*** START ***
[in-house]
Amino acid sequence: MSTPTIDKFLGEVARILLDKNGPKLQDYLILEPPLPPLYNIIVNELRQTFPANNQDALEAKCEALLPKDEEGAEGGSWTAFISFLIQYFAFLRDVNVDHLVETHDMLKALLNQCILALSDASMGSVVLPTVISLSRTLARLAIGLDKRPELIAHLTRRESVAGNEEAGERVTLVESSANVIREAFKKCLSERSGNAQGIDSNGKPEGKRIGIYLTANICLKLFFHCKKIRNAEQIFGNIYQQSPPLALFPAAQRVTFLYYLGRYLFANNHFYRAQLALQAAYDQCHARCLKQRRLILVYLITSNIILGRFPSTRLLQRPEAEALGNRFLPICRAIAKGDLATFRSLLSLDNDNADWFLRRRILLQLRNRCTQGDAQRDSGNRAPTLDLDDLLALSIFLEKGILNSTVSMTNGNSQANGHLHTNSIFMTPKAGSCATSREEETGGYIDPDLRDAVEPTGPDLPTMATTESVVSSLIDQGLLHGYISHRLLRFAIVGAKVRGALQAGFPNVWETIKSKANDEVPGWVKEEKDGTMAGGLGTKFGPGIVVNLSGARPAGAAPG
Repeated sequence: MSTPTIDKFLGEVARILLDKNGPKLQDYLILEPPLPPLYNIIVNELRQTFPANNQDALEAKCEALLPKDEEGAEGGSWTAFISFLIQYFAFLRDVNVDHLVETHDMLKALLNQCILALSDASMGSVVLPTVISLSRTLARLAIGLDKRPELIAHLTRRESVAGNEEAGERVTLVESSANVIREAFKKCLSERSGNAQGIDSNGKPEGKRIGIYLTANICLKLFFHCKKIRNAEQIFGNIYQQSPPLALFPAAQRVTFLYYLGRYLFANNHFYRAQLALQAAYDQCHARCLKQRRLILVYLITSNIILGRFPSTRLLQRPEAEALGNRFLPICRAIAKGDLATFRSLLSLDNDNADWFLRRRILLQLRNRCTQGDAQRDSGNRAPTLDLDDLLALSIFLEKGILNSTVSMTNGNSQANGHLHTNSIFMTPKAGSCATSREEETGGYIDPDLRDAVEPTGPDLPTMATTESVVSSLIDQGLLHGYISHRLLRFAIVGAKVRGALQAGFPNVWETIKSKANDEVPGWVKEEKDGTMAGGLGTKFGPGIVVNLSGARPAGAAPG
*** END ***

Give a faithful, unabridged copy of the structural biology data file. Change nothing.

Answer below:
[in-house]
Amino acid sequence: MSTPTIDKFLGEVARILLDKNGPKLQDYLILEPPLPPLYNIIVNELRQTFPANNQDALEAKCEALLPKDEEGAEGGSWTAFISFLIQYFAFLRDVNVDHLVETHDMLKALLNQCILALSDASMGSVVLPTVISLSRTLARLAIGLDKRPELIAHLTRRESVAGNEEAGERVTLVESSANVIREAFKKCLSERSGNAQGIDSNGKPEGKRIGIYLTANICLKLFFHCKKIRNAEQIFGNIYQQSPPLALFPAAQRVTFLYYLGRYLFANNHFYRAQLALQAAYDQCHARCLKQRRLILVYLITSNIILGRFPSTRLLQRPEAEALGNRFLPICRAIAKGDLATFRSLLSLDNDNADWFLRRRILLQLRNRCTQGDAQRDSGNRAPTLDLDDLLALSIFLEKGILNSTVSMTNGNSQANGHLHTNSIFMTPKAGSCATSREEETGGYIDPDLRDAVEPTGPDLPTMATTESVVSSLIDQGLLHGYISHRLLRFAIVGAKVRGALQAGFPNVWETIKSKANDEVPGWVKEEKDGTMAGGLGTKFGPGIVVNLSGARPAGAAPG
Repeated sequence: MSTPTIDKFLGEVARILLDKNGPKLQDYLILEPPLPPLYNIIVNELRQTFPANNQDALEAKCEALLPKDEEGAEGGSWTAFISFLIQYFAFLRDVNVDHLVETHDMLKALLNQCILALSDASMGSVVLPTVISLSRTLARLAIGLDKRPELIAHLTRRESVAGNEEAGERVTLVESSANVIREAFKKCLSERSGNAQGIDSNGKPEGKRIGIYLTANICLKLFFHCKKIRNAEQIFGNIYQQSPPLALFPAAQRVTFLYYLGRYLFANNHFYRAQLALQAAYDQCHARCLKQRRLILVYLITSNIILGRFPSTRLLQRPEAEALGNRFLPICRAIAKGDLATFRSLLSLDNDNADWFLRRRILLQLRNRCTQGDAQRDSGNRAPTLDLDDLLALSIFLEKGILNSTVSMTNGNSQANGHLHTNSIFMTPKAGSCATSREEETGGYIDPDLRDAVEPTGPDLPTMATTESVVSSLIDQGLLHGYISHRLLRFAIVGAKVRGALQAGFPNVWETIKSKANDEVPGWVKEEKDGTMAGGLGTKFGPGIVVNLSGARPAGAAPG